Book Image

FreeSWITCH Cookbook

By : Raymond Chandler, Darren Schreiber, Anthony Minessale II, Michael Collins
Book Image

FreeSWITCH Cookbook

By: Raymond Chandler, Darren Schreiber, Anthony Minessale II, Michael Collins

Overview of this book

FreeSWITCH is an open source telephony platform designed to facilitate the creation of voice, chat, and video applications. It can scale from a soft-phone to a PBX and even up to an enterprise-class softswitch.In the FreeSWITCH Cookbook, members of the FreeSWITCH development team share some of their hard-earned knowledge with you in the book's recipes. Use this knowledge to improve and expand your FreeSWITCH installations.The FreeSWITCH Cookbook is an essential addition to any VoIP administrator's library.The book starts with recipes on how to handle call routing and then discusses connecting your FreeSWITCH server to the outside world.It then teaches you more advanced topics like CDR handling, practical examples of controlling FreeSWITCH with the event socket, and configuring many features commonly associated with a PBX installation.
Table of Contents (12 chapters)
FreeSWITCH Cookbook
About the Authors
About the Reviewers

Ringing multiple endpoints simultaneously

FreeSWITCH makes it easy to ring multiple endpoints simultaneously within a single command.

Getting ready

Open conf/dialplan/default.xml in a text editor or create or edit a new XML file in the conf/dialplan/default/ subdirectory.

How to do it...

Add a comma-separated list of endpoints to your bridge (or originate) application. For example, to ring [email protected] and [email protected] simultaneously, use an extension like this:

<extension name="ring_simultaneously">
  <condition field="destination_number" expression="^(2000)$">
    <action application="bridge" data="{ignore_early_media=true}sofia/internal/[email protected],sofia/sip/[email protected]"/> 

How it works...

Putting comma-separated endpoints in the argument to bridge causes all of the endpoints in that list to be dialed simultaneously. It sounds simple, however, there are several factors to consider when ringing multiple devices simultaneously in a real environment. The bridge application will connect the call to whoever sends media first. This includes early media (ringing). To put this another way, if you bridge a call to two parties and one party starts sending a ringing signal back to you, that may be considered media and the call will be connected to that party only. Ringing of the other phones will cease.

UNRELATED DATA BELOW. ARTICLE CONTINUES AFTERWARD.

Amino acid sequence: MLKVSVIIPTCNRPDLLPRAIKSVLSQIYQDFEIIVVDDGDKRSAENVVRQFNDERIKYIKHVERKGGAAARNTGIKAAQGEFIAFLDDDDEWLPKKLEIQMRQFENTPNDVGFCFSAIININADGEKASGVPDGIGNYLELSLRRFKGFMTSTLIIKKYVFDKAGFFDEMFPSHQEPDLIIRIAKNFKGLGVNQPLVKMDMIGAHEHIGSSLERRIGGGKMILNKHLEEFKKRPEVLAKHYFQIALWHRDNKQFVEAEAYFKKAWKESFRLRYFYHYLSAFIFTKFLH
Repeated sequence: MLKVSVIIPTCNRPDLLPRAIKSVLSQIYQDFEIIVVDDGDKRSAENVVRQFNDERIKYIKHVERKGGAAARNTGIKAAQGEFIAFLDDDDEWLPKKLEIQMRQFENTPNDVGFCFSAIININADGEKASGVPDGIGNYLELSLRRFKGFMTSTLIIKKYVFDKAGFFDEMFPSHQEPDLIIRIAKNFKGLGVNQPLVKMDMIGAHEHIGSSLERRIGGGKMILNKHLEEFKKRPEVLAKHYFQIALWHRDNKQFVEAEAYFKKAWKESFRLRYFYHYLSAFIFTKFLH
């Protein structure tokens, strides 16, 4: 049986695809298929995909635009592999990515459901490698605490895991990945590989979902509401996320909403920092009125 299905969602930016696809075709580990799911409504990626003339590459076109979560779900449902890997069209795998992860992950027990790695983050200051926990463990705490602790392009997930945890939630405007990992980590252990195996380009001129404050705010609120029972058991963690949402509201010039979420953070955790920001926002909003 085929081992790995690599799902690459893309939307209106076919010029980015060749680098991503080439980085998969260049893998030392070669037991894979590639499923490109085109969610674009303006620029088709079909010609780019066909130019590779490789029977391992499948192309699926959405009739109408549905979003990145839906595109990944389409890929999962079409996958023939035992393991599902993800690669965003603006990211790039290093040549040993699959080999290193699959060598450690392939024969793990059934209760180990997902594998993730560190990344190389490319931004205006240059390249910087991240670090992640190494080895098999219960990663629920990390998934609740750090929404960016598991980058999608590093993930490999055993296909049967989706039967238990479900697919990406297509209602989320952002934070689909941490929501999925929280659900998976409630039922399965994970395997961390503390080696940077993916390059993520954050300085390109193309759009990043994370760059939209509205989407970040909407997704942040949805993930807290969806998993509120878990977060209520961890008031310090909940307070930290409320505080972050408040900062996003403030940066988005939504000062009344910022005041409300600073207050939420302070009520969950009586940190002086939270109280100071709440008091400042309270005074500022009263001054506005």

If you find that calls always go to a specific number on your list of endpoints versus ringing all numbers, or that all phones ring for a moment before ringing only a single number, your call may be getting bridged prematurely because of early media. Notice that we added ignore_early_media=true at the beginning of the dial string. As its name implies, ignore_early_media tells the bridge application not to connect the calling party to the called party when receiving early media (such as a ringing or busy signal). Instead, bridge will only connect the calling party to the called party who actually answers the call. In most cases, it is useful to ignore early media when ringing multiple endpoints simultaneously.

There's more...

In some scenarios, you may also wish to ring specific devices for a limited amount of time. You can apply the leg_timeout parameter to each leg of the bridge to specify how long to ring each endpoint, like this:

<action application="bridge" data="[leg_timeout=20]sofia/internal/[email protected],[leg_timeout=30]sofia/sip/[email protected]"/>

In this example, userA's phone would ring for a maximum of 20 seconds while userB's phone would ring for a maximum of 30 seconds.


Call legs and the leg_timeout variable

The leg_timeout variable is unique in that it implies the ignoring of early media. When using the leg_timeout variable on each call leg in a bridge attempt, there is no need to explicitly use {ignore_early_media=true} in the bridge argument. For a more complete discussion of using { and } (curly braces) versus [ and ] (square brackets), see

This method of calling multiple parties works well for small numbers of endpoints. However, it does not scale to dozens or more users. Consider using a FIFO queue in such an environment (FreeSWITCH's mod_fifo is discussed at length online at See also Ringing multiple endpoints sequentially (simple failover) for an example of ringing a group of endpoints one at a time, which includes an expanded discussion of using call timeouts.

See also

  • The Ringing multiple endpoints sequentially (simple failover) section that follows